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At Harvard, Feelings Trump Knowledge

TAI staff writer Nicholas M. Gallagher is in the Federalist today, breaking down Harvard University’s decision to scrap the title “master” for faculty heads of residential colleges because of the term’s supposed “association with slavery.” As Gallagher shows, this decision, which rests on ignorant folk etymology, highlights American universities’ increasing tendency to prioritize their students’ feelings over actual academic knowledge:

Rather than being just a contraction, master in the sense of house master comes from the Latin magister, or teacher, from which schoolmaster and headmaster also derive. “Master” in this sense has nothing whatsoever to do with “master” in the sense of slavery, for which the Romans would have used dominus or domina. The supposed “association with slavery,” is therefore bunk. […]

The absence of laughter can indicate the presence of ignorance. It seems to here. It’s not that this ignorance of classical or European languages reflects a growth in admirable, rigorous study of more diverse tongues; few Harvard scholars replaced the Latin curriculum of the 1950s with an acute knowledge of classical Sanskrit. The top universities now employ a great many people who “study” subjects that would at one point not have been recognized as academic.

This has many effects, some a great deal more grave than some academics making asses of themselves. The same student who cannot understand master/magister is deaf to the entire classical world—to Virgil, Caesar, and Cicero— and to all those who knew and were in conversation with that world, such as Dante, Milton, and Goethe. If you think knowledge of that world was only useful to dead white guys, you know nothing of the educations of America’s great civil rights leaders.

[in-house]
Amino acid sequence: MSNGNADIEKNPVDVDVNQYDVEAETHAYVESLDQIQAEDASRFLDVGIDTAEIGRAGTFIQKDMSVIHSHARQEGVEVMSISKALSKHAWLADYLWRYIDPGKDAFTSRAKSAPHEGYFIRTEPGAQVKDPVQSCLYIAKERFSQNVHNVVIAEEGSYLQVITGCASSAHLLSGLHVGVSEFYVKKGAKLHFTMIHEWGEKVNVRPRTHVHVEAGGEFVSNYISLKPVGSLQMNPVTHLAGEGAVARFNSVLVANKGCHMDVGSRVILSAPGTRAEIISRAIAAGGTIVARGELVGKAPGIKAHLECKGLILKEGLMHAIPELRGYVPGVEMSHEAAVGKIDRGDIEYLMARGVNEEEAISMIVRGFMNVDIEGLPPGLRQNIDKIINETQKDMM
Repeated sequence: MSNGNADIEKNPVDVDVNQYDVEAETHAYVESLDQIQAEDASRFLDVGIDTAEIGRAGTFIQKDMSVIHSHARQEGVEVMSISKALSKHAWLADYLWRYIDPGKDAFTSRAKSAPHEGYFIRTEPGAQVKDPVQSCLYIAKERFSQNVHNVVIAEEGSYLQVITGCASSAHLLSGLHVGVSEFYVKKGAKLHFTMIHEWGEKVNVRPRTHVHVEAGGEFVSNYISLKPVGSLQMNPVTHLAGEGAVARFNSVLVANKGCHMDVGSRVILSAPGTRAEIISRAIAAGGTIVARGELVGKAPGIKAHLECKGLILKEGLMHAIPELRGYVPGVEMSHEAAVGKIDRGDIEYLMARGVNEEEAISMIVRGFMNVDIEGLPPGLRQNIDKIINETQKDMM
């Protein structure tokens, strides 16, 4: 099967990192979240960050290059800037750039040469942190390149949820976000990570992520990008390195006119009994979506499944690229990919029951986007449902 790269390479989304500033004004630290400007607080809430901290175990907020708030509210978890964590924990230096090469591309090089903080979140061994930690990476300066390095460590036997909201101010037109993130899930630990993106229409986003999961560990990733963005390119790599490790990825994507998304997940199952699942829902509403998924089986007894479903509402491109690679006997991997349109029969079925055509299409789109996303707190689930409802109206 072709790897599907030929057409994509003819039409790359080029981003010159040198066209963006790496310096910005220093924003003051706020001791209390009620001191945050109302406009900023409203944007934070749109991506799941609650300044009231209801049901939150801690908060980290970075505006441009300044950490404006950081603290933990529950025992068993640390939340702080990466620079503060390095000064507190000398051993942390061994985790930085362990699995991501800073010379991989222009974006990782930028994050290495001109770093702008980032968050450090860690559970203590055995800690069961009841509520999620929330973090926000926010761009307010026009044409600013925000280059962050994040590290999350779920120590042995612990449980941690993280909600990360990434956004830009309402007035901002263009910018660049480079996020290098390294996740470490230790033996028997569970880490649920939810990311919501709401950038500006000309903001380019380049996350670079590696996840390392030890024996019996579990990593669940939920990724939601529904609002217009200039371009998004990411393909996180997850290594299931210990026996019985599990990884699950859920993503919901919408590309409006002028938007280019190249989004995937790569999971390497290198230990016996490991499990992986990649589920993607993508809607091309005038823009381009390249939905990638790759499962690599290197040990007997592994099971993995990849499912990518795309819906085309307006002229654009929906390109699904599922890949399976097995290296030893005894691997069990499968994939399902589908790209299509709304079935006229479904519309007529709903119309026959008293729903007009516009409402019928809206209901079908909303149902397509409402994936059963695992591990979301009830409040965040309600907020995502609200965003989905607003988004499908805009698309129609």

It appears that at least some of the Harvard leadership was aware that the crusade against the term was based on a distorted and superficial understanding of the English language. And yet the university—like other Ivy League schools faced with questionable demands—swiftly caved, perhaps because of the sense that capitulating to protesting students is a sign of respect, or perhaps just out of a desire to make the witch hunt stop. They are wrong on both counts: Failing to stand up for academic values in the face of a misplaced ideological crusade does students a grave disservice, and it only emboldens them to keep pushing.
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